Record number of people not working due to long-term sickness, new stats out today showed.
Public sector pay is at its highest in 20 years while vacancy numbers and payrolled employees are down.
Danni Hewson, AJ Bell head of financial analysis, comments on the latest UK jobs figures: “During the pandemic the self-employed rushed to the safety and security of payrolled positions, but as vacancy numbers fall and businesses grow less confident about the future, the jobs market is changing.
“Entrepreneurs are returning to their self-employed ventures and the number of people taking on part-time positions has shot up.
“Life is getting back to what resembles a pre-Covid ‘normal’ and many people with caring responsibilities are hard-pressed to work full-time, especially as some businesses pull people back into the office.
“Vacancy numbers have fallen for the tenth month in a row. Some businesses are now back at pre-Covid capacity, others are too nervous about the country’s economic future to make long-term hiring plans.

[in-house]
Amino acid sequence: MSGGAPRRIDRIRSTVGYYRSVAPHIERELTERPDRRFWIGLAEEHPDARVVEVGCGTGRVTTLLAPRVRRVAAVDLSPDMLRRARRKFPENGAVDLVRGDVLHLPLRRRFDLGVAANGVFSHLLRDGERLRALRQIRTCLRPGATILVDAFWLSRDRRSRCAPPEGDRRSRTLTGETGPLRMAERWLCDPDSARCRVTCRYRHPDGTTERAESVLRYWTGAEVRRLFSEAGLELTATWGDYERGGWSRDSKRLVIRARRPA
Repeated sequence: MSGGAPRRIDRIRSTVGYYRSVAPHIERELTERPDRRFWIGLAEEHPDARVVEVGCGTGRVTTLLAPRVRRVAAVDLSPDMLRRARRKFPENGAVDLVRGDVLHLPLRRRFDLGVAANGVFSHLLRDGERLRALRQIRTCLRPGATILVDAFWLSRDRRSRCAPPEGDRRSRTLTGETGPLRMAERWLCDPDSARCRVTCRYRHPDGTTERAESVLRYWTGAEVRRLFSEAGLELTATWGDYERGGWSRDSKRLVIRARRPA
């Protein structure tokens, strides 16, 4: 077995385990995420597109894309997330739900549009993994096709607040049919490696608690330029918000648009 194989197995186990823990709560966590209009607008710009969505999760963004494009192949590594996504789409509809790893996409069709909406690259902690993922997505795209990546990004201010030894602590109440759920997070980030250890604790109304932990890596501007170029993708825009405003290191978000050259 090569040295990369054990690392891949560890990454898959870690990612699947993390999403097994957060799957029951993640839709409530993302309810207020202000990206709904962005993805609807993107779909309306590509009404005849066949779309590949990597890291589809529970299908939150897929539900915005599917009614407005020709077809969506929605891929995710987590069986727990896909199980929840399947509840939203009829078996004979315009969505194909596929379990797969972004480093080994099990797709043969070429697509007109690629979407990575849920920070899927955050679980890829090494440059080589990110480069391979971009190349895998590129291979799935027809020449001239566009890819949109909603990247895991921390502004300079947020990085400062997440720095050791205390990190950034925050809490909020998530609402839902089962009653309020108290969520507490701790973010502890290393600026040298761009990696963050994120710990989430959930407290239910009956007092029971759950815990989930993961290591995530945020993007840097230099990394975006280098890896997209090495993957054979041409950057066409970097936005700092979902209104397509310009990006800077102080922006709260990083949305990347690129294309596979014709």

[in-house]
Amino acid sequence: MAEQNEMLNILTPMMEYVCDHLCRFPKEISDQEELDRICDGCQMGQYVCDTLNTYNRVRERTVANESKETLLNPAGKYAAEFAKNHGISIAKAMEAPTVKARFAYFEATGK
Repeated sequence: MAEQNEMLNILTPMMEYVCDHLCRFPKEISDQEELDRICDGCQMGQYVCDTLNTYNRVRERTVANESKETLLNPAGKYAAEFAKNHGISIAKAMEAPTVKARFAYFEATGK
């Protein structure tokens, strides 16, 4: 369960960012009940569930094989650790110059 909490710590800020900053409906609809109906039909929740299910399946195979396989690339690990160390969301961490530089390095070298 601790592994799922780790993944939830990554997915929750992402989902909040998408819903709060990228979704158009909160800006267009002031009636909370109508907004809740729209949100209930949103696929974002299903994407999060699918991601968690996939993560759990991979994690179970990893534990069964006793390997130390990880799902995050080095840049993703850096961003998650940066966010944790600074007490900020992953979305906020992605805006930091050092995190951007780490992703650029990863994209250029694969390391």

“But there are still more struggling to get the skilled staff they need and that will continue to hamper productivity and economic growth.
“With inflation still sky high the focus remains on wage growth and whilst the public sector has lagged, its private counterpart’s wages have shot up by a number not seen for twenty years.
“Industrial disputes have been fuelled by the simple fact that even at 5.6% growth wages aren’t keeping up with inflation and day to day life has become harder and harder to fund.
“Covid also seems to have played a major part in economic inactivity and though younger people are returning or heading into the workplace the number of people on long-term sick leave has reached a record high.
“Perching on uncomfortable kitchen chairs or balancing over an ironing board which is doubling up as a desk didn’t do the nation’s backs any favours and the devastating impact of long Covid and mental health issues are also making it impossible for some people to do their jobs.
“And many of those people might just have the skills desperately needed by some employers.
“It’s an issue that needs further attention, but with the NHS fighting its own post-Covid battles it’s also an issue that looks incredibly difficult to resolve.”